NEW YORK/LONDON: Raw sugar futures turned positive after hitting a six-year low on Friday as top-producer Brazil’s real currency rallied against a sagging US dollar and the low prices attracted buying.
New York cocoa on ICE Futures US jumped on a sharp downturn in the US dollar, while arabica coffee fell in a pullback from the prior session’s gains on a resumption of speculator short selling.
May raw sugar gained 0.06 cent, or 0.5 percent, to settle at 12.68 cents a lb, having earlier dipped to a six-year low for the front month of 12.39 cents.
The gains came as the Brazilian real currency strengthened against the US dollar.
The currency’s recent woes had added to an already bearish mood in a market that is over-supplied after several years in which production has exceeded demand.
A weak real means that growers in Brazil are to some extent shielded from any fall in international prices.
In addition, the six-year lows proved attractive to commercial buyers, and prompted funds looking to book profits for the first quarter of 2015 to cover short positions, boosting the price, said Phil Pia, desk broker for Societe Generale in New York.
“The price is attractive for end-users of sugar,” Pia said. May white sugar futures gained $ 2.80, or 0.8 percent, to settle at $ 366.50 a tonne.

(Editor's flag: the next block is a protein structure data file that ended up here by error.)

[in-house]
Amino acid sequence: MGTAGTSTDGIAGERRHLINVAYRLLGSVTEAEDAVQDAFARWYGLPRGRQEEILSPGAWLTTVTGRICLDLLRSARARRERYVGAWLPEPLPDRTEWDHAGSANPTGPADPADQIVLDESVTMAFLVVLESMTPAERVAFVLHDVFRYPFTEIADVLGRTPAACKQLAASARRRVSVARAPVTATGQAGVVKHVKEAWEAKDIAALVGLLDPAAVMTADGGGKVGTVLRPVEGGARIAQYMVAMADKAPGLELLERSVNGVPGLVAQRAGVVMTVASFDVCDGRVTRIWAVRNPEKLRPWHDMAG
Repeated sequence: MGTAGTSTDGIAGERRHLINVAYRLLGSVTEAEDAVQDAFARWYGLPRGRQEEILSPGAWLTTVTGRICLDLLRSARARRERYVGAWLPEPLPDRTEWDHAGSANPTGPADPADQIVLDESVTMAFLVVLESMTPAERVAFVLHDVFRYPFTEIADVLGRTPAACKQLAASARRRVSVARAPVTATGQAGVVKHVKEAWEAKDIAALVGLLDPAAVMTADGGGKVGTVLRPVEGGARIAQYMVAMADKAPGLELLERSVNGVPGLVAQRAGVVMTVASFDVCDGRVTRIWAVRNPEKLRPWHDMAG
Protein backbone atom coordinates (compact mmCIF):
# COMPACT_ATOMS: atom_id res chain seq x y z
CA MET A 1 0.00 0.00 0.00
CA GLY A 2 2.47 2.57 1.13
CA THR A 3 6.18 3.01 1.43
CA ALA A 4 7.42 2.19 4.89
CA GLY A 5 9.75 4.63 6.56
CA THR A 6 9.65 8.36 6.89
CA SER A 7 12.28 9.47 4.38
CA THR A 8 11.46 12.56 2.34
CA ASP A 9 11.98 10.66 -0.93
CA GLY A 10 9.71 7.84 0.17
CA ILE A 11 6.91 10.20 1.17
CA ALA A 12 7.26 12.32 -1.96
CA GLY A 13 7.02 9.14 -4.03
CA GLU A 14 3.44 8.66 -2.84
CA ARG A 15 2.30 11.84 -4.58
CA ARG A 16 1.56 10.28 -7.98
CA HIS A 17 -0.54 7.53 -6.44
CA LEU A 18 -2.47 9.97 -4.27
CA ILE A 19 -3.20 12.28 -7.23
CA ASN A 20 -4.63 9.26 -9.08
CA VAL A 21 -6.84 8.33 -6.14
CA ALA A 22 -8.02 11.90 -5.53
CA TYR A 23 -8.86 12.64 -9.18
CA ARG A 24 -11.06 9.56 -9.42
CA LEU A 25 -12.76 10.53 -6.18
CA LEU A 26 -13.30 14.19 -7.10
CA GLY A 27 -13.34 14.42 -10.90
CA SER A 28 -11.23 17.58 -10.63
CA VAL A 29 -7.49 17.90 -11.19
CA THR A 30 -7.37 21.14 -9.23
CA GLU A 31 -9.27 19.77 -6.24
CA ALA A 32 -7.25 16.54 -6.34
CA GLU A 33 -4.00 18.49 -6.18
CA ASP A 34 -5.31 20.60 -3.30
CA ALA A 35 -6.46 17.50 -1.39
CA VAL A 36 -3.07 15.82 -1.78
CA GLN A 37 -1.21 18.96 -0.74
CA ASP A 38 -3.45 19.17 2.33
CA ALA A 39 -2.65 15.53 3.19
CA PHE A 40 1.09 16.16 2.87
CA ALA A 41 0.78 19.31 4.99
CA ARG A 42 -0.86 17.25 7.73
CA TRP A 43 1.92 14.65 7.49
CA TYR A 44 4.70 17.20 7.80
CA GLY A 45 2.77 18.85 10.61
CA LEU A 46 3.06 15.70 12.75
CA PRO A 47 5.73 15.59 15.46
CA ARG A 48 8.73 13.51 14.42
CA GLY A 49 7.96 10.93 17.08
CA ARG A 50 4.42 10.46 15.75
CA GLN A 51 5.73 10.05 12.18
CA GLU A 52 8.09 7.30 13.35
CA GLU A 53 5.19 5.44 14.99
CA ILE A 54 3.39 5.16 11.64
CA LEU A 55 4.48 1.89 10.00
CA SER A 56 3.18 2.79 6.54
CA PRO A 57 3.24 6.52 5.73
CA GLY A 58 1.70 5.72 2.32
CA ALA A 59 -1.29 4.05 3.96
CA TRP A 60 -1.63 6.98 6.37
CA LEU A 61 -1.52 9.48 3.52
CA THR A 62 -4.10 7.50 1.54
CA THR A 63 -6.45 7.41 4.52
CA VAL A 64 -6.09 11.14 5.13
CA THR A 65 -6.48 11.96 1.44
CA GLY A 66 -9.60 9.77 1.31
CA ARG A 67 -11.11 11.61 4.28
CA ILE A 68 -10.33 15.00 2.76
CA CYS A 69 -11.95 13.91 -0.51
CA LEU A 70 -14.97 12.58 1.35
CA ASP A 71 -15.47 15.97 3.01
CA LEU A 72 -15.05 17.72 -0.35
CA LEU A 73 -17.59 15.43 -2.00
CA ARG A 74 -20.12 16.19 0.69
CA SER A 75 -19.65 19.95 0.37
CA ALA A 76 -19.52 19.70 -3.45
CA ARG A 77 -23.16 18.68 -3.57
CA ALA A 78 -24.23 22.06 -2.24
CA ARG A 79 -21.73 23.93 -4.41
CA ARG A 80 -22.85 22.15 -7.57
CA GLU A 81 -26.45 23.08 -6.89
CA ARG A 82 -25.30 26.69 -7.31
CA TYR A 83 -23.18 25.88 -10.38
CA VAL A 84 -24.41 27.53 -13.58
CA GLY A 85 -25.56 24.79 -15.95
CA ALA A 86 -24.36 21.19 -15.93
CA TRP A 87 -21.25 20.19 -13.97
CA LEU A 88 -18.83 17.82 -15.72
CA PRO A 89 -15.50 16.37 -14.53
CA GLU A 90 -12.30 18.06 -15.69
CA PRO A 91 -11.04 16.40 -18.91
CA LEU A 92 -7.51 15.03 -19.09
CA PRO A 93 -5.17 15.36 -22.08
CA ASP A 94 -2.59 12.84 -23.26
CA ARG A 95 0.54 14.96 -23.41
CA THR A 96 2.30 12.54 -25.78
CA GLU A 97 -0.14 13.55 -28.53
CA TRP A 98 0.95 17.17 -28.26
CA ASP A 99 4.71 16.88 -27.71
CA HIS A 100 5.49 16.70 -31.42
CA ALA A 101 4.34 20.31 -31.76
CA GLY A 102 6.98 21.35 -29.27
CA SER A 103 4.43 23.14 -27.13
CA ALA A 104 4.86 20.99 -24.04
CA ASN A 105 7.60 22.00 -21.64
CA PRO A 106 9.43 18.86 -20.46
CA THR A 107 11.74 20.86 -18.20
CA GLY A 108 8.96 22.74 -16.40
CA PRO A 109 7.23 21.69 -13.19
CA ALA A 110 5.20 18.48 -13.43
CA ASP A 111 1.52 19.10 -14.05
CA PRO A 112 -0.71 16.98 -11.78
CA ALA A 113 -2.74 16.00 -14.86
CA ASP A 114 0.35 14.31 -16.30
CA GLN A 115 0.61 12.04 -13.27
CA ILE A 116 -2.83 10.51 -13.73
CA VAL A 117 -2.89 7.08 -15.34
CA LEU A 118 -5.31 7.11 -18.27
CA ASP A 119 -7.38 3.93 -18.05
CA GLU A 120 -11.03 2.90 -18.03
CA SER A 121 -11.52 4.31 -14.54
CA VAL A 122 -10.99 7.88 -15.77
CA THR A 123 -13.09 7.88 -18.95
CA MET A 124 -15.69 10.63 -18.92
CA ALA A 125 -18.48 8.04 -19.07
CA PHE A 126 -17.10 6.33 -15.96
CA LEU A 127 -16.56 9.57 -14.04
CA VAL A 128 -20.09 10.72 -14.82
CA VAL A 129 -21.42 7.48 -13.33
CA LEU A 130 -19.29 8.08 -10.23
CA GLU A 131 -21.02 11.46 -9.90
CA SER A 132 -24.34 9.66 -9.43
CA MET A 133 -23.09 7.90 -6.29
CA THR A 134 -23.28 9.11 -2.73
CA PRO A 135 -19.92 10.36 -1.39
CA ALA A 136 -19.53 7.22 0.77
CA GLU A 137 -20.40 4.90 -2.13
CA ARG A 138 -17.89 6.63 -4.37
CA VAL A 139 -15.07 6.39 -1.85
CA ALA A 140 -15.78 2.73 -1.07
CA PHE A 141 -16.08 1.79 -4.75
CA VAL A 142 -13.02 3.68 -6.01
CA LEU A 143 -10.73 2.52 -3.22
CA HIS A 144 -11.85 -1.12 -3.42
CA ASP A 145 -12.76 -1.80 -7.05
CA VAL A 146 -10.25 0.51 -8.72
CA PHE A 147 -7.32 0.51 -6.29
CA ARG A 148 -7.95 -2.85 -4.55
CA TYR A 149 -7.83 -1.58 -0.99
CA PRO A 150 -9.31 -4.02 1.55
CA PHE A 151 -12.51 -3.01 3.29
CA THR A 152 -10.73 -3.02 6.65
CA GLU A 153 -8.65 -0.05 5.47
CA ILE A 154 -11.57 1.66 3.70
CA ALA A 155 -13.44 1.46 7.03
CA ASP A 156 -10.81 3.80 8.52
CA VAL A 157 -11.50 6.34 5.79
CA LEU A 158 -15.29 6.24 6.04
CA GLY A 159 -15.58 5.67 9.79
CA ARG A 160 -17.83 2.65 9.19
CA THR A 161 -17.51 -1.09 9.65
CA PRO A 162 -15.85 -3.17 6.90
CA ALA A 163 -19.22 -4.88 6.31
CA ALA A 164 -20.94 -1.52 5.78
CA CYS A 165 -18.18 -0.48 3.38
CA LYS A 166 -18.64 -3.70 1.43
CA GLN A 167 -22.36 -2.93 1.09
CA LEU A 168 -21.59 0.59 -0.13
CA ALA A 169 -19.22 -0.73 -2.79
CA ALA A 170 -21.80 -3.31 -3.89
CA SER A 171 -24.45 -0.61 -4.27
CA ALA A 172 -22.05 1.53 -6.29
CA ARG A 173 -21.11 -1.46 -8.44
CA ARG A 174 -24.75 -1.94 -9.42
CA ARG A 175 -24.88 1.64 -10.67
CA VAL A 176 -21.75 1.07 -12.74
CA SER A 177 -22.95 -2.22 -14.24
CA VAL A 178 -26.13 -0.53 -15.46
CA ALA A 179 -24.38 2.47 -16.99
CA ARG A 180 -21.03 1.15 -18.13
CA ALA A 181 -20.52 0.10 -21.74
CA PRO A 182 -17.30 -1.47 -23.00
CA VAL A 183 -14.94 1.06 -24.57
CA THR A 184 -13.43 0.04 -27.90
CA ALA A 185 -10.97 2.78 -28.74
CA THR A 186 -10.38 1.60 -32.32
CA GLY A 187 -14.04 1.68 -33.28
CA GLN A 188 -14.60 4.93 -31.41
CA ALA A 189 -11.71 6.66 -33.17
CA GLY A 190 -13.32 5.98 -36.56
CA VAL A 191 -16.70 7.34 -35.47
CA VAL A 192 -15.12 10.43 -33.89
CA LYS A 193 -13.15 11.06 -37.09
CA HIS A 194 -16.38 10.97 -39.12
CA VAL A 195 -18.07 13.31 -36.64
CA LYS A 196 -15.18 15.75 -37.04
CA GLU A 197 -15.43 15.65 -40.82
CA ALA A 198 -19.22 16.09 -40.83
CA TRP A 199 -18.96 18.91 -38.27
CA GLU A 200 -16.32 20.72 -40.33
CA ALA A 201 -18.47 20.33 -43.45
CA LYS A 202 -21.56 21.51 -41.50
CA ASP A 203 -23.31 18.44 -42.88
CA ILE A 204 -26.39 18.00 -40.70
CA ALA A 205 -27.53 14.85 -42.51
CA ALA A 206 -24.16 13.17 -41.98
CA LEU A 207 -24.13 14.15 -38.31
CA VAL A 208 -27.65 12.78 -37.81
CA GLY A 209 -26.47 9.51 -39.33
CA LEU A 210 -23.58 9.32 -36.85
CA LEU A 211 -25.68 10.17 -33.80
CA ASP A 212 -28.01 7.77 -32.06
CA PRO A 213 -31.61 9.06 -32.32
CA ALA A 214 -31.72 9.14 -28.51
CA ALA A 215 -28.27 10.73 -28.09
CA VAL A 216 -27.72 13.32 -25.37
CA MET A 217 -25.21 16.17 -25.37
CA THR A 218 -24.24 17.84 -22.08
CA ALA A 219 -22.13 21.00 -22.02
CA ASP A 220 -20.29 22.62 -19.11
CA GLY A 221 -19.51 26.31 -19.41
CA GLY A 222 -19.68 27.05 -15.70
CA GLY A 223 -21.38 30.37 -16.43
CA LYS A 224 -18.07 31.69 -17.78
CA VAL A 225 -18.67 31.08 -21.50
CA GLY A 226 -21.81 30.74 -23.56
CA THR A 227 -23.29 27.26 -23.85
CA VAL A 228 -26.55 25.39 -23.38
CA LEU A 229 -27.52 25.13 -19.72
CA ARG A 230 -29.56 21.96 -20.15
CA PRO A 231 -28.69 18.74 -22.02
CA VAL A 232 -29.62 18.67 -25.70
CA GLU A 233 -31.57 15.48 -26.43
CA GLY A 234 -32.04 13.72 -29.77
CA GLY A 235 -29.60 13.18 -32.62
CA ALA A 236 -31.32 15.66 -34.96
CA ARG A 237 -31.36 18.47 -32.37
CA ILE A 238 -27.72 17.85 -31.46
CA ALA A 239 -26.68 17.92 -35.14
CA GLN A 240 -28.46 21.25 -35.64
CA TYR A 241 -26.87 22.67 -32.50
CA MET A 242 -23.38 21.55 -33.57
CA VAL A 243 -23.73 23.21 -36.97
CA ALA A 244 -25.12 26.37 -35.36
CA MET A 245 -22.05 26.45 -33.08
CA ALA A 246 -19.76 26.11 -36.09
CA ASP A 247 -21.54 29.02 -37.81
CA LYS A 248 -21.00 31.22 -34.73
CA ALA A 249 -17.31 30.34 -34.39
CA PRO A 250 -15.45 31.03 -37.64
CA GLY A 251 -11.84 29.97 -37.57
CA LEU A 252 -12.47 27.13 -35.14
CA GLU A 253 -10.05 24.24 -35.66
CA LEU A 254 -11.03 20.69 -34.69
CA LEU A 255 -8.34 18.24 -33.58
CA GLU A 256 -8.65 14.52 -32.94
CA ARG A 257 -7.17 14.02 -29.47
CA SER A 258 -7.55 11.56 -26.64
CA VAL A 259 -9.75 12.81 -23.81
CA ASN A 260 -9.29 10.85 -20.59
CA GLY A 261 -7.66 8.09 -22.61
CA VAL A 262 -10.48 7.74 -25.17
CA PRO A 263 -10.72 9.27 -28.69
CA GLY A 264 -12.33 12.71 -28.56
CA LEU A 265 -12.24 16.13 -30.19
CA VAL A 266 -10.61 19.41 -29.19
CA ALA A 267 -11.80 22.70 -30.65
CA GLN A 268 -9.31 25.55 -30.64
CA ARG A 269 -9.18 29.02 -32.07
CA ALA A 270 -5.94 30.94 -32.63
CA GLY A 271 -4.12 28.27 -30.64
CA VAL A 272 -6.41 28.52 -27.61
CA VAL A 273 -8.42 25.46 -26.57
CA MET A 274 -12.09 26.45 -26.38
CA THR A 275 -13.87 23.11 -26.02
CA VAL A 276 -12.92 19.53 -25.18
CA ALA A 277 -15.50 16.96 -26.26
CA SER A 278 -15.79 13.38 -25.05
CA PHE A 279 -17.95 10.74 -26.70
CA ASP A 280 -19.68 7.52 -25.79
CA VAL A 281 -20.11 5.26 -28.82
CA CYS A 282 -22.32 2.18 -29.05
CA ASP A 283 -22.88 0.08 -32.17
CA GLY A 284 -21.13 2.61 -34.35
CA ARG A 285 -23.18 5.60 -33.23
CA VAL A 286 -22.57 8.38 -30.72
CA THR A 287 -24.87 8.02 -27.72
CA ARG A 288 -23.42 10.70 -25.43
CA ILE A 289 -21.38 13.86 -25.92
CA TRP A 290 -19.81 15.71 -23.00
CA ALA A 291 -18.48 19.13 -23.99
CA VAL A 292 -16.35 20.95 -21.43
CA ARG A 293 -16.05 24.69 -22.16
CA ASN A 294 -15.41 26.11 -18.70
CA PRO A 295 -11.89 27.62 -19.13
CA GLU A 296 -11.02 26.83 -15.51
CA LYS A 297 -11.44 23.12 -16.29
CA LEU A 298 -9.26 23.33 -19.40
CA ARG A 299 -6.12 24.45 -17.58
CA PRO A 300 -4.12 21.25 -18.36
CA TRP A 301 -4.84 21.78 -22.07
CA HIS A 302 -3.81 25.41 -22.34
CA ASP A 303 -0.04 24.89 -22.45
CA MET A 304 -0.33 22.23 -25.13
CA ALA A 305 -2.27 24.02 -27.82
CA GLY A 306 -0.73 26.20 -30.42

May New York cocoa rose $ 75, or 2.8 percent, to settle at $ 2,790 a tonne, after rising as high as $ 2,795 on the drop in the US dollar, traders said.
The gains erased the prior session’s steep losses, and marked the May contract’s first gain after 12 straight sessions of losses and its largest single-session day of gains since Feb. 9.
A weaker dollar boosts greenback-traded commodities like cocoa by making them more attractive to holders of other currencies.
May London cocoa settled up 22 pounds, or 1.1 percent, at 1,945 pounds a tonne.
May arabica coffee futures lost 0.80 cent, or 0.6 percent, to settle at $ 1.4335 per lb, in a correction from gains in the prior four sessions that saw some new speculative short selling, a US trader said.
May robusta coffee futures gained $ 5, or 2.8 percent, settling at $ 1,820 a tonne. The contract had rebounded from a low of $ 1,685 a week ago to a peak on Thursday of $ 1,855.